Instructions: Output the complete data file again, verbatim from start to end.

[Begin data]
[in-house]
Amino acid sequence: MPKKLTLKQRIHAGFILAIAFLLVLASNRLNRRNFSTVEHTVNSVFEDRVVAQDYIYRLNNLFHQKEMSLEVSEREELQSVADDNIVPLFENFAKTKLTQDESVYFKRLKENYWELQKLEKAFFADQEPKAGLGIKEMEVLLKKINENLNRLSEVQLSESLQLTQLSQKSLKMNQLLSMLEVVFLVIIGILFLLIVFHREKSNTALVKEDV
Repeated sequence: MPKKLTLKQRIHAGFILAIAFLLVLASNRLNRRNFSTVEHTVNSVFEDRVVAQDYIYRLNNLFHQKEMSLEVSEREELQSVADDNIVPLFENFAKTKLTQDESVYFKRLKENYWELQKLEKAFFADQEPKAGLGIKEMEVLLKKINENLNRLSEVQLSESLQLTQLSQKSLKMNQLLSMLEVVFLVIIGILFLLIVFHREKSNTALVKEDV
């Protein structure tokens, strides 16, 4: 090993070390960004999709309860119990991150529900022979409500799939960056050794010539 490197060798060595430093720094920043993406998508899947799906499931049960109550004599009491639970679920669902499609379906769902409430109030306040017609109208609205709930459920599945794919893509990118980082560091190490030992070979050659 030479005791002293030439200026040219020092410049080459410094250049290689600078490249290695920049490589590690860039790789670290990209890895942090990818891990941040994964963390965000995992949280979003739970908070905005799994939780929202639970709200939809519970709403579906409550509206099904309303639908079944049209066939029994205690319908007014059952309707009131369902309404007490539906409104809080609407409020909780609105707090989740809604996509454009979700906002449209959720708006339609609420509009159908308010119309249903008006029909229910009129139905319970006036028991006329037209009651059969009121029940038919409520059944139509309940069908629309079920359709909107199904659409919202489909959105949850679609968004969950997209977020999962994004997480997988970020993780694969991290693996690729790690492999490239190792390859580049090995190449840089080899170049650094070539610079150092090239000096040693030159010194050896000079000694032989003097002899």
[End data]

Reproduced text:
[in-house]
Amino acid sequence: MPKKLTLKQRIHAGFILAIAFLLVLASNRLNRRNFSTVEHTVNSVFEDRVVAQDYIYRLNNLFHQKEMSLEVSEREELQSVADDNIVPLFENFAKTKLTQDESVYFKRLKENYWELQKLEKAFFADQEPKAGLGIKEMEVLLKKINENLNRLSEVQLSESLQLTQLSQKSLKMNQLLSMLEVVFLVIIGILFLLIVFHREKSNTALVKEDV
Repeated sequence: MPKKLTLKQRIHAGFILAIAFLLVLASNRLNRRNFSTVEHTVNSVFEDRVVAQDYIYRLNNLFHQKEMSLEVSEREELQSVADDNIVPLFENFAKTKLTQDESVYFKRLKENYWELQKLEKAFFADQEPKAGLGIKEMEVLLKKINENLNRLSEVQLSESLQLTQLSQKSLKMNQLLSMLEVVFLVIIGILFLLIVFHREKSNTALVKEDV
């Protein structure tokens, strides 16, 4: 090993070390960004999709309860119990991150529900022979409500799939960056050794010539 490197060798060595430093720094920043993406998508899947799906499931049960109550004599009491639970679920669902499609379906769902409430109030306040017609109208609205709930459920599945794919893509990118980082560091190490030992070979050659 030479005791002293030439200026040219020092410049080459410094250049290689600078490249290695920049490589590690860039790789670290990209890895942090990818891990941040994964963390965000995992949280979003739970908070905005799994939780929202639970709200939809519970709403579906409550509206099904309303639908079944049209066939029994205690319908007014059952309707009131369902309404007490539906409104809080609407409020909780609105707090989740809604996509454009979700906002449209959720708006339609609420509009159908308010119309249903008006029909229910009129139905319970006036028991006329037209009651059969009121029940038919409520059944139509309940069908629309079920359709909107199904659409919202489909959105949850679609968004969950997209977020999962994004997480997988970020993780694969991290693996690729790690492999490239190792390859580049090995190449840089080899170049650094070539610079150092090239000096040693030159010194050896000079000694032989003097002899």